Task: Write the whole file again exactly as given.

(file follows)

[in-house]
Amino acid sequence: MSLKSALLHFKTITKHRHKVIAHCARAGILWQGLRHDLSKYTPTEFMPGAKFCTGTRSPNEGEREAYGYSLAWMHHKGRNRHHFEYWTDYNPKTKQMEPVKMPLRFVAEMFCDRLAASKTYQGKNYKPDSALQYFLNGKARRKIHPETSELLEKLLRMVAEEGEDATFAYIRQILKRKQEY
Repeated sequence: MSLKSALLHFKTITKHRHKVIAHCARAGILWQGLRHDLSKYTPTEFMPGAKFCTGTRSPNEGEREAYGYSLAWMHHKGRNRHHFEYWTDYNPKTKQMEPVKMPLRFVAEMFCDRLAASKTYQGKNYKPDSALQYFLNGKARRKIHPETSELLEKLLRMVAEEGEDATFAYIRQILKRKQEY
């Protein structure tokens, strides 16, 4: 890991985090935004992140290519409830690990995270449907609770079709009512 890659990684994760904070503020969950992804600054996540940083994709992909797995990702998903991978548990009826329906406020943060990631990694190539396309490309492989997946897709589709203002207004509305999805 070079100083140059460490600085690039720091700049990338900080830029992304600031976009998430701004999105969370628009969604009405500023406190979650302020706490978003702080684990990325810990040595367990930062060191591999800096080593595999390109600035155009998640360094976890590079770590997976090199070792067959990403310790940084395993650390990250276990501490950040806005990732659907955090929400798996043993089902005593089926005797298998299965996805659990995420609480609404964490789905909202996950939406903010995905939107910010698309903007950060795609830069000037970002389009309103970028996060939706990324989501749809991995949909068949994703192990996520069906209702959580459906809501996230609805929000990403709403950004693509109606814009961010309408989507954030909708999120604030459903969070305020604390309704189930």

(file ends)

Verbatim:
[in-house]
Amino acid sequence: MSLKSALLHFKTITKHRHKVIAHCARAGILWQGLRHDLSKYTPTEFMPGAKFCTGTRSPNEGEREAYGYSLAWMHHKGRNRHHFEYWTDYNPKTKQMEPVKMPLRFVAEMFCDRLAASKTYQGKNYKPDSALQYFLNGKARRKIHPETSELLEKLLRMVAEEGEDATFAYIRQILKRKQEY
Repeated sequence: MSLKSALLHFKTITKHRHKVIAHCARAGILWQGLRHDLSKYTPTEFMPGAKFCTGTRSPNEGEREAYGYSLAWMHHKGRNRHHFEYWTDYNPKTKQMEPVKMPLRFVAEMFCDRLAASKTYQGKNYKPDSALQYFLNGKARRKIHPETSELLEKLLRMVAEEGEDATFAYIRQILKRKQEY
């Protein structure tokens, strides 16, 4: 890991985090935004992140290519409830690990995270449907609770079709009512 890659990684994760904070503020969950992804600054996540940083994709992909797995990702998903991978548990009826329906406020943060990631990694190539396309490309492989997946897709589709203002207004509305999805 070079100083140059460490600085690039720091700049990338900080830029992304600031976009998430701004999105969370628009969604009405500023406190979650302020706490978003702080684990990325810990040595367990930062060191591999800096080593595999390109600035155009998640360094976890590079770590997976090199070792067959990403310790940084395993650390990250276990501490950040806005990732659907955090929400798996043993089902005593089926005797298998299965996805659990995420609480609404964490789905909202996950939406903010995905939107910010698309903007950060795609830069000037970002389009309103970028996060939706990324989501749809991995949909068949994703192990996520069906209702959580459906809501996230609805929000990403709403950004693509109606814009961010309408989507954030909708999120604030459903969070305020604390309704189930």